Starting off on a spiritual note for the day after Ash Wednesday – via the pagan wing first – 'It's magic.' ( I jest...). Eric Dolphy, from the 'Far Cry' album. High on his bass clarinet, he states the theme at a slow, sedate walk. His vibrato giving a hint of Ayler (or the reverse) – broad strokes... Played fairly straight – then zooming off into double timed runs all over the registers, showing not just his phenomenal technique but a wonderfully skewed harmonic sense which provides an amazing bending melodic line that is exploratory, emotionally and intellectually satisfying and way beyond just blowing on the changes. Jacki Byard in minimal mood at first, takes a pithy solo. Dolphy returns with the theme – then a short coda that ends on a dark, woody note... magic, what else?
Wally Shoup name-checks Albert Ayler, late Coltrane – and Little Willie John – in an article about influences... here's two of the three...
'Deep River' is Albert on soprano – testifying on the old spiritual. If one aspect of Ayler's music was a look back at New Orleans improvised polyphony, another major strand is gospel. Indifferent recording quality perhaps – but one can hear Grimes running his bass mightily and Sunny Murray stretching it out underneath. Call Cobbs chords along distantly – but the focus is the soprano horn. There is a meditative feel to this track – as if eavesdropping on someone at prayer. Ayler plays it straight with a searing vibrato. Cobbs solos briefly – re-iteration of the theme, basically but Grimes provides the interest behind him.
Back to the fire musics... 'Holy Spirit' and Ayler plus Don Cherry in pentacostal mode... Murray in the drum chair again – plus Gary Peacock on bass. High squeals before they play the theme punctuated with stabbing accents. Ayler steps up – Peacock emitting swooning figures on bass as Murray lurches the rhythmic pulse. Trills answered back by the drummer's cymbals as Cherry adds comments sporadically. Ayler – 'vocalised' throbbing tenor – a more social voice than on 'Deep River,' bearing witness... Cherry solos – more laid back emotionally but with a poignant edge in his tone. Ayler comes in behind with high figures. Peacock takes over – pizzicato and arco. The horns return in tandem then state the theme. Four musicians... so much space...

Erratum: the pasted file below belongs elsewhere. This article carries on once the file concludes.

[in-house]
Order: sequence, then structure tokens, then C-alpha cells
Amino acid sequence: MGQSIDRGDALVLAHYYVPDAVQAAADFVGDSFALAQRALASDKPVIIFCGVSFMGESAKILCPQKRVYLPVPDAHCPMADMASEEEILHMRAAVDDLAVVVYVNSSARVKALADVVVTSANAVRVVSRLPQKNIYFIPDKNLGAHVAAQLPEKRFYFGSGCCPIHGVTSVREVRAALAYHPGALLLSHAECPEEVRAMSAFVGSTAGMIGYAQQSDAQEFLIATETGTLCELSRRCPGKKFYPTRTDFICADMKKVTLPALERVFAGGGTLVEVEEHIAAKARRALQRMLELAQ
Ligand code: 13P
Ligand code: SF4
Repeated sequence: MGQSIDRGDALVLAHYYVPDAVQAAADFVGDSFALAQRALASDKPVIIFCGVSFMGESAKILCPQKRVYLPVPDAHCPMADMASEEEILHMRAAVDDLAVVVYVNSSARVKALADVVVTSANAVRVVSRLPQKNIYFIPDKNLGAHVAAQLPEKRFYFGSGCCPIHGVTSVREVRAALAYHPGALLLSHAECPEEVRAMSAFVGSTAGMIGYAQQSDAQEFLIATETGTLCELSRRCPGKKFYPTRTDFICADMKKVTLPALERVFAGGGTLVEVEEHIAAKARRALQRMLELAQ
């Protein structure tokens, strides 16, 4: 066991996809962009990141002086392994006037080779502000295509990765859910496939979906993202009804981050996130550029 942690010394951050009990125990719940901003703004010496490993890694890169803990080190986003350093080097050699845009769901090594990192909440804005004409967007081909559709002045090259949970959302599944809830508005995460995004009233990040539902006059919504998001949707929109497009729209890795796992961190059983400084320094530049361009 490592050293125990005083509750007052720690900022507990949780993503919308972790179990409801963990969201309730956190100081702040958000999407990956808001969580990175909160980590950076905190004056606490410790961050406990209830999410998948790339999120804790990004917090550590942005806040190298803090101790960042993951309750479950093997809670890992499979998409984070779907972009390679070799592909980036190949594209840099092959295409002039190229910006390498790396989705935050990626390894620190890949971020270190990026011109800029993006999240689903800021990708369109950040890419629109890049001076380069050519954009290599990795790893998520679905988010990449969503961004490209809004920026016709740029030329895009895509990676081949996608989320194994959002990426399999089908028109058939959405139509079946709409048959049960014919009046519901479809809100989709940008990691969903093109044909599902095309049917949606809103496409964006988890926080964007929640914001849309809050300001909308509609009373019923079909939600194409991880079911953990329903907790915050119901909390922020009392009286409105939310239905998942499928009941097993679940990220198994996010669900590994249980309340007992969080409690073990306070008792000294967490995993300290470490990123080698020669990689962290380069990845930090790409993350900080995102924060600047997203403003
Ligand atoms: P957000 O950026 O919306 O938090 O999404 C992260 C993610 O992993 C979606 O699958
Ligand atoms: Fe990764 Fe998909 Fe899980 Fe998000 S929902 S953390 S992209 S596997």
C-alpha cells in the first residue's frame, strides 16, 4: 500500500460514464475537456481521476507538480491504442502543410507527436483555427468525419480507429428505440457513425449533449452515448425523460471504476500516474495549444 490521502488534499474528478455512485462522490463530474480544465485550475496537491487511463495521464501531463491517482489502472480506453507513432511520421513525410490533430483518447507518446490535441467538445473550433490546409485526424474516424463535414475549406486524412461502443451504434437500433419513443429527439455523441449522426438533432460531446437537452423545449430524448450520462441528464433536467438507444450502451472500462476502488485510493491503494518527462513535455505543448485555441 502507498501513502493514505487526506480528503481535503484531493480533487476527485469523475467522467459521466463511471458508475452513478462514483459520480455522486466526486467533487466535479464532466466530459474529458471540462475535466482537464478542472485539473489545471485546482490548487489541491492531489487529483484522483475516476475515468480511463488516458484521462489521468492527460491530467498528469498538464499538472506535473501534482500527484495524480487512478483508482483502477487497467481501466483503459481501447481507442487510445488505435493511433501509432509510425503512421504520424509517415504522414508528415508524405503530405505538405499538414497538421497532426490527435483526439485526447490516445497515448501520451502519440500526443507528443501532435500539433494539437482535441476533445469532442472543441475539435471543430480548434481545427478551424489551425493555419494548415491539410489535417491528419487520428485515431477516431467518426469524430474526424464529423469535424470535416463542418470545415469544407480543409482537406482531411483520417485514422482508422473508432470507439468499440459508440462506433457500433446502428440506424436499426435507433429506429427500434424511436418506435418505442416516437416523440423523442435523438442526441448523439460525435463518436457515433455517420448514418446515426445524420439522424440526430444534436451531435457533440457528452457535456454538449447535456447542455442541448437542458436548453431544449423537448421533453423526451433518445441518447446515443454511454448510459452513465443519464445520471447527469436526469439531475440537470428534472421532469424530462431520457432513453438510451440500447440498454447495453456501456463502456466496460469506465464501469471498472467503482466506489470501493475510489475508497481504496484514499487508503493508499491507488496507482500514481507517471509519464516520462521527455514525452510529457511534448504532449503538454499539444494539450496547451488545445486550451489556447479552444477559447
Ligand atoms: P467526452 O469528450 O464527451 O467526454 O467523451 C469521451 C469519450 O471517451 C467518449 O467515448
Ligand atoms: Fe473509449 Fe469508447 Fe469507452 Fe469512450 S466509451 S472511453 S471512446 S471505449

Little Willie John is the man who recorded 'Fever' (famously covered by the sublime Peggie Lee), among other R and B hits. ('According to some sources the song was co-written by Little Willie John and Eddie Cooley; others say it was written by Brill Building regular Otis Blackwell.' From here... Otis Blackwell here seems to say that he wrote it with Eddie Cooly. Whatever...).
A small man with a big voice... a proto-soul singer from the fifties and early sixties... here he offers his hit 'I'm Shaking.' His career was cut short in 1966 when he was jailed for manslaughter – he died a couple of years later in prison. Seen as a major influence on James Brown – I also hear something of him in Sam Cooke – that passionate mélange of gospel and blues which became soul music. Here's a MySpace page with some songs and more info...
The spiritual roads travelled are many... here is Terry Riley improvising on a just-intonation organ with delay effects – edging into Alice Coltrane territory? 'Anthem of the trinity' is a long meditation where western techniques meet Indian ragas and the teaching of Pandit Pran Nath. Not jazz, exactly – but linked...
In the comments for last Saturday's post, Jeremy said he liked Charles Mingus... so: here's the man from his epochal 'Tijuana Moods,' a track entitled 'Dizzy Moods.' Based on the chords of Dizzy's 'Woody n' You,' this is from the Mingus album that lay on the shelves for several years before being released – inexplicably. 'Tijuana Moods.' A collision between a boppish theme and the games Mingus plays around and against it – especially in the middle eight which drops into three... A series of short musical interludes before the theme. Knepper leads off – his bluff laconicism buffeted but unbowed by those rhythmic changes underneath in the bridge. Curtis Porter follows on tenor, a nice dancing solo. Then the surprise star – the obscure Clarence Shaw – fresh and warmly lyrical. Mingus reckoned that if the album had been released in its time Shaw would have become a major star. Richmond takes a solo, interspersed with a fluttering ensemble figure. A brief solo passage of piano – more of a contrasting link between sections. One notes the sheer amount of variety, coloration and musical information that Mingus can cram into a seven piece band and a basic theme...
In the Videodrome...
Terry Riley at the Detroit Institute of Arts...
...Alice Coltrane in SF...
...Sonny Rollins and Don Cherry...
(Eric Dolphy (b cl); Booker Little (t); Jaki Byard (p); Ron Carter (b); Roy Haynes (d) ).
Albert Ayler (ss); Call Cobbs Jr. (p); Henry Grimes (b); Sunny Murray (d) ).
(Albert Ayler (ts): Don Cherry (t); Gary Peacock (b); Sunny Murray (d) ).
Little Willie John
Anthem of the trinity